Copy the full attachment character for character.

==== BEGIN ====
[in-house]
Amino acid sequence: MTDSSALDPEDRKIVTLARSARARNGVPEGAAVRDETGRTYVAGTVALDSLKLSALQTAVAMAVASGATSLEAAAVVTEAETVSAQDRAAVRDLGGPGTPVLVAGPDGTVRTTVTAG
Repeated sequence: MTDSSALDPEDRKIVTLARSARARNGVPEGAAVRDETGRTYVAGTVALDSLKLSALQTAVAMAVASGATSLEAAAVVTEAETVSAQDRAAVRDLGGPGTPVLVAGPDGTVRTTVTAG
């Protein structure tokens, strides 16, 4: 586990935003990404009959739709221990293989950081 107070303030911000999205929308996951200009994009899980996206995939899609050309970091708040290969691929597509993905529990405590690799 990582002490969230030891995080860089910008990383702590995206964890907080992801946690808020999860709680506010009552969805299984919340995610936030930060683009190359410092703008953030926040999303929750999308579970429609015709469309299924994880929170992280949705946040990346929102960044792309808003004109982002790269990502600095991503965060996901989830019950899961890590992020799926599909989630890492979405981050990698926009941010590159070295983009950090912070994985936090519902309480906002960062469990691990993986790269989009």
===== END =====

[in-house]
Amino acid sequence: MTDSSALDPEDRKIVTLARSARARNGVPEGAAVRDETGRTYVAGTVALDSLKLSALQTAVAMAVASGATSLEAAAVVTEAETVSAQDRAAVRDLGGPGTPVLVAGPDGTVRTTVTAG
Repeated sequence: MTDSSALDPEDRKIVTLARSARARNGVPEGAAVRDETGRTYVAGTVALDSLKLSALQTAVAMAVASGATSLEAAAVVTEAETVSAQDRAAVRDLGGPGTPVLVAGPDGTVRTTVTAG
């Protein structure tokens, strides 16, 4: 586990935003990404009959739709221990293989950081 107070303030911000999205929308996951200009994009899980996206995939899609050309970091708040290969691929597509993905529990405590690799 990582002490969230030891995080860089910008990383702590995206964890907080992801946690808020999860709680506010009552969805299984919340995610936030930060683009190359410092703008953030926040999303929750999308579970429609015709469309299924994880929170992280949705946040990346929102960044792309808003004109982002790269990502600095991503965060996901989830019950899961890590992020799926599909989630890492979405981050990698926009941010590159070295983009950090912070994985936090519902309480906002960062469990691990993986790269989009």